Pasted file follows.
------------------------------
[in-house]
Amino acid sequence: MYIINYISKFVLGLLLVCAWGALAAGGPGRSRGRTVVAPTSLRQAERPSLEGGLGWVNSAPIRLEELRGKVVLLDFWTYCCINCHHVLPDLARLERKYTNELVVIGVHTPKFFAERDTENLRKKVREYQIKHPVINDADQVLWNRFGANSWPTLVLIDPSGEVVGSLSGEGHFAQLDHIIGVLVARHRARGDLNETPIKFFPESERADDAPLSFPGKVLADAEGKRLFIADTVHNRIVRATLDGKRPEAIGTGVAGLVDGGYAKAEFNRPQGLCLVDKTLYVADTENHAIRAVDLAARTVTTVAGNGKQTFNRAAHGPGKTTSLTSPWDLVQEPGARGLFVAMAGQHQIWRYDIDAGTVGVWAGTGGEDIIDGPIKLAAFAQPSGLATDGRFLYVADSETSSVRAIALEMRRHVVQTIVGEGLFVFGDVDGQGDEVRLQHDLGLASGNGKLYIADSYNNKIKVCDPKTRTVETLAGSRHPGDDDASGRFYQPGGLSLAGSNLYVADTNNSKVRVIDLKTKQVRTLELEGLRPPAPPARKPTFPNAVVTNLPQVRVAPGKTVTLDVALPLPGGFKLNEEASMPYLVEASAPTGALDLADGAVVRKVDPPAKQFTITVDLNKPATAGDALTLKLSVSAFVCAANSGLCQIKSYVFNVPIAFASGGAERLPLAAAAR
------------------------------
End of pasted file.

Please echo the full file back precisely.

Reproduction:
[in-house]
Amino acid sequence: MYIINYISKFVLGLLLVCAWGALAAGGPGRSRGRTVVAPTSLRQAERPSLEGGLGWVNSAPIRLEELRGKVVLLDFWTYCCINCHHVLPDLARLERKYTNELVVIGVHTPKFFAERDTENLRKKVREYQIKHPVINDADQVLWNRFGANSWPTLVLIDPSGEVVGSLSGEGHFAQLDHIIGVLVARHRARGDLNETPIKFFPESERADDAPLSFPGKVLADAEGKRLFIADTVHNRIVRATLDGKRPEAIGTGVAGLVDGGYAKAEFNRPQGLCLVDKTLYVADTENHAIRAVDLAARTVTTVAGNGKQTFNRAAHGPGKTTSLTSPWDLVQEPGARGLFVAMAGQHQIWRYDIDAGTVGVWAGTGGEDIIDGPIKLAAFAQPSGLATDGRFLYVADSETSSVRAIALEMRRHVVQTIVGEGLFVFGDVDGQGDEVRLQHDLGLASGNGKLYIADSYNNKIKVCDPKTRTVETLAGSRHPGDDDASGRFYQPGGLSLAGSNLYVADTNNSKVRVIDLKTKQVRTLELEGLRPPAPPARKPTFPNAVVTNLPQVRVAPGKTVTLDVALPLPGGFKLNEEASMPYLVEASAPTGALDLADGAVVRKVDPPAKQFTITVDLNKPATAGDALTLKLSVSAFVCAANSGLCQIKSYVFNVPIAFASGGAERLPLAAAAR